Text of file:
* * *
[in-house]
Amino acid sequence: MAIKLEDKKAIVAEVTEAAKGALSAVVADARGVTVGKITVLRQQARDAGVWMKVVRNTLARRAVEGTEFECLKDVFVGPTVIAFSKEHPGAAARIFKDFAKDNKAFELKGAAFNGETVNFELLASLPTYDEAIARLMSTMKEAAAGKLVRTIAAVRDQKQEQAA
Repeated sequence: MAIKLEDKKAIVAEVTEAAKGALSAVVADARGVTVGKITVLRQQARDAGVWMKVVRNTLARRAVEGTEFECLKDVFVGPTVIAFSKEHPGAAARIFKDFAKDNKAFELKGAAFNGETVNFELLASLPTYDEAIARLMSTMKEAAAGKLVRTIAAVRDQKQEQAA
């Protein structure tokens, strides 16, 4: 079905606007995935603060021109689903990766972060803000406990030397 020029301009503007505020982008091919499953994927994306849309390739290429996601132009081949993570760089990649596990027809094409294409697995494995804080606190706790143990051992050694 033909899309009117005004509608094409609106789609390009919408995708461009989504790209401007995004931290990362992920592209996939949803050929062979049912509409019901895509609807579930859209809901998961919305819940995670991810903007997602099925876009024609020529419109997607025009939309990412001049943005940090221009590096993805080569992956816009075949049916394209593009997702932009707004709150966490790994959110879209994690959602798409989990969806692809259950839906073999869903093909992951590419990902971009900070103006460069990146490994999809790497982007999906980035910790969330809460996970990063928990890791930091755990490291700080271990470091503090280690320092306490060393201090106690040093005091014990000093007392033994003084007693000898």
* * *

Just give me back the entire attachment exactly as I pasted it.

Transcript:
[in-house]
Amino acid sequence: MAIKLEDKKAIVAEVTEAAKGALSAVVADARGVTVGKITVLRQQARDAGVWMKVVRNTLARRAVEGTEFECLKDVFVGPTVIAFSKEHPGAAARIFKDFAKDNKAFELKGAAFNGETVNFELLASLPTYDEAIARLMSTMKEAAAGKLVRTIAAVRDQKQEQAA
Repeated sequence: MAIKLEDKKAIVAEVTEAAKGALSAVVADARGVTVGKITVLRQQARDAGVWMKVVRNTLARRAVEGTEFECLKDVFVGPTVIAFSKEHPGAAARIFKDFAKDNKAFELKGAAFNGETVNFELLASLPTYDEAIARLMSTMKEAAAGKLVRTIAAVRDQKQEQAA
């Protein structure tokens, strides 16, 4: 079905606007995935603060021109689903990766972060803000406990030397 020029301009503007505020982008091919499953994927994306849309390739290429996601132009081949993570760089990649596990027809094409294409697995494995804080606190706790143990051992050694 033909899309009117005004509608094409609106789609390009919408995708461009989504790209401007995004931290990362992920592209996939949803050929062979049912509409019901895509609807579930859209809901998961919305819940995670991810903007997602099925876009024609020529419109997607025009939309990412001049943005940090221009590096993805080569992956816009075949049916394209593009997702932009707004709150966490790994959110879209994690959602798409989990969806692809259950839906073999869903093909992951590419990902971009900070103006460069990146490994999809790497982007999906980035910790969330809460996970990063928990890791930091755990490291700080271990470091503090280690320092306490060393201090106690040093005091014990000093007392033994003084007693000898």